Upton has three daughters and two sons. A daughter lives in Toronto and another lives in California. They plan to join their mother in Sillikers this summer.

Parting memories bring tears to eyes

When her daughter left England for Canada in 1947, May Upton wondered if she would ever see her again. Forty-seven years later, Upton still finds it difficult to talk about it.

She arrived in Sillikers Dec. 8 to live with her daughter and son-in-law. Her daughter was in the British army when she met her future husband. “When she brought him to my place, she was told not to mess around with those Americans. To us they were all the same. But my father said, ‘I like that lad,” May joked as she nodded towards her son-in-law.

Suddenly Upton stopped talking as tears ran down her cheeks, remembering the day her daughter sailed from England for her new home. “It tears your heart out. It’s still hard to talk about. She was the first one to leave, you know.

Her daughter said: “I remember she gave me a hug, but she didn’t speak. Her one prayer was that I was doing the right thing and my marriage would turn out all right. May added: “He told me he would send me the fare to come over to visit. He kept his promise, he sent me the fare.” They were married and May received letters faithfully from them.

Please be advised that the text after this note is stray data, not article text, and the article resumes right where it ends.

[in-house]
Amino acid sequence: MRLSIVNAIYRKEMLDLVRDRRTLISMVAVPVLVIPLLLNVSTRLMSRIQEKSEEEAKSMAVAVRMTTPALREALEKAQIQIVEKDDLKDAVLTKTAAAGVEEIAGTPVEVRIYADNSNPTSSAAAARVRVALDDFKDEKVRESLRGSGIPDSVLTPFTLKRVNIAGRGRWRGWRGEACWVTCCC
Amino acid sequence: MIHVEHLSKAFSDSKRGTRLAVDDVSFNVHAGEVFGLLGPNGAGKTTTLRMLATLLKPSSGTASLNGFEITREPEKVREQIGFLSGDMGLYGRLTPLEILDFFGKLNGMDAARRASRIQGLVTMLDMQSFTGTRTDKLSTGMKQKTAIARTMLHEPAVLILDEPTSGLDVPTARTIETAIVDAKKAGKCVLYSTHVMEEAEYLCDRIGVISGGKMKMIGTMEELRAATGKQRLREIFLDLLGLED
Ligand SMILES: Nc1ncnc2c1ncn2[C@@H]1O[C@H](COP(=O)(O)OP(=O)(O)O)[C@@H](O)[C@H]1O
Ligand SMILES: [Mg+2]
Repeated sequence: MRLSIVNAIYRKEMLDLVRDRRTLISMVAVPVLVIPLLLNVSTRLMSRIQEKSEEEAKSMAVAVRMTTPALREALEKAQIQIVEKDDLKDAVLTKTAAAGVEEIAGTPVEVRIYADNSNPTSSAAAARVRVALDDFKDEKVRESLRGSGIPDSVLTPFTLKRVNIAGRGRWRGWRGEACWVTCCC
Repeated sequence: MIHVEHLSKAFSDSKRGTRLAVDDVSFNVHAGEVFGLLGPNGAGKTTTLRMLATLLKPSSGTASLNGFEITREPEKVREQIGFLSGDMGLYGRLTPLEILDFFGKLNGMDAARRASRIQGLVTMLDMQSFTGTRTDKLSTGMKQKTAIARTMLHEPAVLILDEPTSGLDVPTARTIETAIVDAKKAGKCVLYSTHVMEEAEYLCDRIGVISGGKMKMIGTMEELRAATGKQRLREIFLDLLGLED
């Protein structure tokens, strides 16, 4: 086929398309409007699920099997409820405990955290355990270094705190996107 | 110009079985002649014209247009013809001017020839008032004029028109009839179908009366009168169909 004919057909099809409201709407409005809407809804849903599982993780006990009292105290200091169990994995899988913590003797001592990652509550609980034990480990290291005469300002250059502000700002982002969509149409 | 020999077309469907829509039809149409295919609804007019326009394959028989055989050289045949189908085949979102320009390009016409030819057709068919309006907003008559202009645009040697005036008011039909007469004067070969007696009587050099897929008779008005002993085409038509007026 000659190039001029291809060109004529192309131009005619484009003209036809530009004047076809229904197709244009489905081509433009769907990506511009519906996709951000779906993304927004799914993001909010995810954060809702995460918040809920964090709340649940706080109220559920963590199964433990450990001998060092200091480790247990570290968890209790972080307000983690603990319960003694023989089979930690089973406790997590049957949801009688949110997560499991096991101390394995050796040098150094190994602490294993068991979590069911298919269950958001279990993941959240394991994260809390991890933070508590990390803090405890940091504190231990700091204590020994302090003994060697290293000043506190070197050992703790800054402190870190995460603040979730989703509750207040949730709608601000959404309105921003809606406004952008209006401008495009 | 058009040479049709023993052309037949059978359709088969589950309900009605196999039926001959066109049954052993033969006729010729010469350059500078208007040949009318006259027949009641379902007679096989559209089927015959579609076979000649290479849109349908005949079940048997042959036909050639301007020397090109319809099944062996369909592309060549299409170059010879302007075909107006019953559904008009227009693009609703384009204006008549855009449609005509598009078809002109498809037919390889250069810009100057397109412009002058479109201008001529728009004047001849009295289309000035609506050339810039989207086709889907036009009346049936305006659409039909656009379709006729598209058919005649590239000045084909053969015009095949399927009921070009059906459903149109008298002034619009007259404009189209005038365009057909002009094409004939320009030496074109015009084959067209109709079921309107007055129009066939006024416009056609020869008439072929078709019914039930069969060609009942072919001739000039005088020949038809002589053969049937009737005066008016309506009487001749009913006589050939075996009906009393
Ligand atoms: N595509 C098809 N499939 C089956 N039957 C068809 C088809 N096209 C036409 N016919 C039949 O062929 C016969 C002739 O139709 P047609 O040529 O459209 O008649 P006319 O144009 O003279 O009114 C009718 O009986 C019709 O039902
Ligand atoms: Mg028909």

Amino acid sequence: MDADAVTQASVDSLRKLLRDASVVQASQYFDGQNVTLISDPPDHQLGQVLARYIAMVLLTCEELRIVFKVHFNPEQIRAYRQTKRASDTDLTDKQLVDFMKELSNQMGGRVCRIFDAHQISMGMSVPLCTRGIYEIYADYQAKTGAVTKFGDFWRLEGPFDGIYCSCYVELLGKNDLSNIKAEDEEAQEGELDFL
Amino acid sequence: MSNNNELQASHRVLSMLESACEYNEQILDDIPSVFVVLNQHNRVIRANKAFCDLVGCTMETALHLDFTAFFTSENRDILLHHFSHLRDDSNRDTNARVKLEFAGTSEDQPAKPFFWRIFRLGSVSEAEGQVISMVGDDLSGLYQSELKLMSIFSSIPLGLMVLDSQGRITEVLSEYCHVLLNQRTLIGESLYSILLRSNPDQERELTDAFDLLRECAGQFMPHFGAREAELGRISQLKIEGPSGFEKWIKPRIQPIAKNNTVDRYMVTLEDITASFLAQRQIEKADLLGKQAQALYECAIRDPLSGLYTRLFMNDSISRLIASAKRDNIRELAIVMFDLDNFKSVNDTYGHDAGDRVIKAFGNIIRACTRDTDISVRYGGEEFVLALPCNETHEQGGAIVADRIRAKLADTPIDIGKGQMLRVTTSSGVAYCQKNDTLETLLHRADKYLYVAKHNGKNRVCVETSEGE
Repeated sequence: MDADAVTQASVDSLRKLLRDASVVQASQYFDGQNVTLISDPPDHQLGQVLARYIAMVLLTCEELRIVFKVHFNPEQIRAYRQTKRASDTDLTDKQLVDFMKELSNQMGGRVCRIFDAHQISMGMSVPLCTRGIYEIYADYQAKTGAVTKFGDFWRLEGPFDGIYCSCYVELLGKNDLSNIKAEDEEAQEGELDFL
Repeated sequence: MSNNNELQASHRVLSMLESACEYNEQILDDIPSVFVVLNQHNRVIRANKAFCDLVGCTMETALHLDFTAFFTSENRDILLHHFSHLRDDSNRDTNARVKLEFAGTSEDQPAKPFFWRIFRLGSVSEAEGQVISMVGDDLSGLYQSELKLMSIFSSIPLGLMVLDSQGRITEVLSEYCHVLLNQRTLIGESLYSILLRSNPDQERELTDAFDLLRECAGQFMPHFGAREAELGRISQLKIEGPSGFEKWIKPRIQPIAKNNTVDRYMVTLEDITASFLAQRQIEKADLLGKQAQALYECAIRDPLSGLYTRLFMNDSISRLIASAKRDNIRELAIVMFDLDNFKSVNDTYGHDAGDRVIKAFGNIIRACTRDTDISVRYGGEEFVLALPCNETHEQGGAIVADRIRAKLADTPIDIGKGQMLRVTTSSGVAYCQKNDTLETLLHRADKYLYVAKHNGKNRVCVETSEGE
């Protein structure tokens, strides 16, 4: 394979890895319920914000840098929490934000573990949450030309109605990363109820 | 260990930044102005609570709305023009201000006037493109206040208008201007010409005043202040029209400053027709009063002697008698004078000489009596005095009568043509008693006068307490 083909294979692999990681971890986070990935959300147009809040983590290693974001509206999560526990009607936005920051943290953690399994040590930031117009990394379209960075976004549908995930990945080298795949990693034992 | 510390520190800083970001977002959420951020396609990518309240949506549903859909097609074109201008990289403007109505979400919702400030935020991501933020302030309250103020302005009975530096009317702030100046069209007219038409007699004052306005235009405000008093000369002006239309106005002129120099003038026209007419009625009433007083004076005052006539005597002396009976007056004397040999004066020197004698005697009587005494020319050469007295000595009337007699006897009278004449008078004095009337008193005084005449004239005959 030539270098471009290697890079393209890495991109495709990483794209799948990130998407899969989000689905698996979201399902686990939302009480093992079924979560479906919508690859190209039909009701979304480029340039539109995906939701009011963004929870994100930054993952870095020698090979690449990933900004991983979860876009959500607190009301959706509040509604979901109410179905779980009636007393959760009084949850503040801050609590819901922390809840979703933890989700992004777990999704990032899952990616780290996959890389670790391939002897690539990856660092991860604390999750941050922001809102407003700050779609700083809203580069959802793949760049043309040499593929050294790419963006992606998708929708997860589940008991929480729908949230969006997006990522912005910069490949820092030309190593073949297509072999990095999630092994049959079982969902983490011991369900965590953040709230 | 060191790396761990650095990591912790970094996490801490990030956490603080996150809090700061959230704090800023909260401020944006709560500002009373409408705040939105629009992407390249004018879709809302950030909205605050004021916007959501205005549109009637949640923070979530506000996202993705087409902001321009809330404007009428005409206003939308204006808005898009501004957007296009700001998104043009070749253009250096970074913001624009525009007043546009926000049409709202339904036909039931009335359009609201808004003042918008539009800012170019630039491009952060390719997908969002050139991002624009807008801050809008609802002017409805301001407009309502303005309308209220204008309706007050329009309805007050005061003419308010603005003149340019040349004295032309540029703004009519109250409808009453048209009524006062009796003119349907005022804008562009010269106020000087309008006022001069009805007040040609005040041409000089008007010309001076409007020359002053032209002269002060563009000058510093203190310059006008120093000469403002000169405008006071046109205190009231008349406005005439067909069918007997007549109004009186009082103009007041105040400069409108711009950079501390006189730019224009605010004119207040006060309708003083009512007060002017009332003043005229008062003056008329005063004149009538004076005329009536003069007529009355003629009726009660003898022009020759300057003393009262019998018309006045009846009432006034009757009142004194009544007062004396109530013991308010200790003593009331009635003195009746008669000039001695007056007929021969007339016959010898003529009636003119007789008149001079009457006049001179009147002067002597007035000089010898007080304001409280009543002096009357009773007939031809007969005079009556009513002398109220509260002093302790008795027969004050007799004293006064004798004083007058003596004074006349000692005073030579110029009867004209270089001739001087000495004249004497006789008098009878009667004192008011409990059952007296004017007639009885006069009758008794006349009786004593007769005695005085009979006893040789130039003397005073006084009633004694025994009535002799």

Meanwhile, back home, her son wanted to join the navy. But May asked if he would like to visit Canada and he jumped at the chance. Her reasons were twofold. She didn’t want him leaving home for the navy and she thought his sister could use some company. “You see, I could tell by her letters she was home sick. I thought it would be good for her to have her brother visit,” May said.

Her son said “I came over on the Aquitania, the last of the Cunard line. I was about 17 years old then.” After a year he got lonesome and he decided to go back home. “I came over first class and I worked my way home on the Blair Devon, which was carrying pitprops. I was kept busy scrubbing the deck.”

The trip back wasn’t anything like the trip over. “I was up on the deck one day after we had been at sea for about three days. I spotted land and thought we were near home and found out it was Newfoundland. I’ll never forget that. It took us 16 days.”

When he arrived in England it was late and he decided to call his mother and tell her he would see her the next day.

When his mother discovered he was in England, her heart dropped. “I thought he had done something wrong and had been put out of Canada because he hadn’t told me he was coming home,” she said.

After he returned he joined the navy.

That was the first of several trips he was to make to Canada. He also visited in 1972 and 1978. During this latest visit, like the others, he looked up friends he met on his visit to Canada.

This won’t be May’s first Christmas in Canada. She spent Christmas here in 1985.

Source: Miramichi Leader – December 20, 1994